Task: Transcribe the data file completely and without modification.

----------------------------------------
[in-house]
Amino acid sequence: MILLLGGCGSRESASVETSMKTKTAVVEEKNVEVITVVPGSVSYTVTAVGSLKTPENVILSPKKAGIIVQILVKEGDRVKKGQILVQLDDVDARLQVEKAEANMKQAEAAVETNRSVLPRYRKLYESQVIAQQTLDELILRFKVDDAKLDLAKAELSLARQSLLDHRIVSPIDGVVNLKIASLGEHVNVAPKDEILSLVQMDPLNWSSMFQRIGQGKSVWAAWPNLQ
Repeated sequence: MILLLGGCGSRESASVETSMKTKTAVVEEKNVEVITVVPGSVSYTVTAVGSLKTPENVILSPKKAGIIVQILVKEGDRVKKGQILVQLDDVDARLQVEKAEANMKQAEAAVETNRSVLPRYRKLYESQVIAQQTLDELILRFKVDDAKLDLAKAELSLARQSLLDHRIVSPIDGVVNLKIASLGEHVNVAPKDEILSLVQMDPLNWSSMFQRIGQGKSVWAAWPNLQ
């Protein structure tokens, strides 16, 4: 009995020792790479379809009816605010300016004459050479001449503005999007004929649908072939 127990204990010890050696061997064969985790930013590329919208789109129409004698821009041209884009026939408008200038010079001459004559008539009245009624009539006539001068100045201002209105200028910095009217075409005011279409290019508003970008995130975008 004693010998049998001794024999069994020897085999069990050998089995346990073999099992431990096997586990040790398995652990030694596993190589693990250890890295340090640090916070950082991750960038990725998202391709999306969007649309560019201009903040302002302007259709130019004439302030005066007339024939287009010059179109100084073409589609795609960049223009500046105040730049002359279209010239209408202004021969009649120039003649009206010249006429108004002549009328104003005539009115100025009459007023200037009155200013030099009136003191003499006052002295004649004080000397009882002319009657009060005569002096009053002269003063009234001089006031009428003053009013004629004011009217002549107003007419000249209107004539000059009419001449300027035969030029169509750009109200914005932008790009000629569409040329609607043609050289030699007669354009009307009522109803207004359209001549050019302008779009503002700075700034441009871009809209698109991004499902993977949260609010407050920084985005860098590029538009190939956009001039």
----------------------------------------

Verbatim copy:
[in-house]
Amino acid sequence: MILLLGGCGSRESASVETSMKTKTAVVEEKNVEVITVVPGSVSYTVTAVGSLKTPENVILSPKKAGIIVQILVKEGDRVKKGQILVQLDDVDARLQVEKAEANMKQAEAAVETNRSVLPRYRKLYESQVIAQQTLDELILRFKVDDAKLDLAKAELSLARQSLLDHRIVSPIDGVVNLKIASLGEHVNVAPKDEILSLVQMDPLNWSSMFQRIGQGKSVWAAWPNLQ
Repeated sequence: MILLLGGCGSRESASVETSMKTKTAVVEEKNVEVITVVPGSVSYTVTAVGSLKTPENVILSPKKAGIIVQILVKEGDRVKKGQILVQLDDVDARLQVEKAEANMKQAEAAVETNRSVLPRYRKLYESQVIAQQTLDELILRFKVDDAKLDLAKAELSLARQSLLDHRIVSPIDGVVNLKIASLGEHVNVAPKDEILSLVQMDPLNWSSMFQRIGQGKSVWAAWPNLQ
């Protein structure tokens, strides 16, 4: 009995020792790479379809009816605010300016004459050479001449503005999007004929649908072939 127990204990010890050696061997064969985790930013590329919208789109129409004698821009041209884009026939408008200038010079001459004559008539009245009624009539006539001068100045201002209105200028910095009217075409005011279409290019508003970008995130975008 004693010998049998001794024999069994020897085999069990050998089995346990073999099992431990096997586990040790398995652990030694596993190589693990250890890295340090640090916070950082991750960038990725998202391709999306969007649309560019201009903040302002302007259709130019004439302030005066007339024939287009010059179109100084073409589609795609960049223009500046105040730049002359279209010239209408202004021969009649120039003649009206010249006429108004002549009328104003005539009115100025009459007023200037009155200013030099009136003191003499006052002295004649004080000397009882002319009657009060005569002096009053002269003063009234001089006031009428003053009013004629004011009217002549107003007419000249209107004539000059009419001449300027035969030029169509750009109200914005932008790009000629569409040329609607043609050289030699007669354009009307009522109803207004359209001549050019302008779009503002700075700034441009871009809209698109991004499902993977949260609010407050920084985005860098590029538009190939956009001039």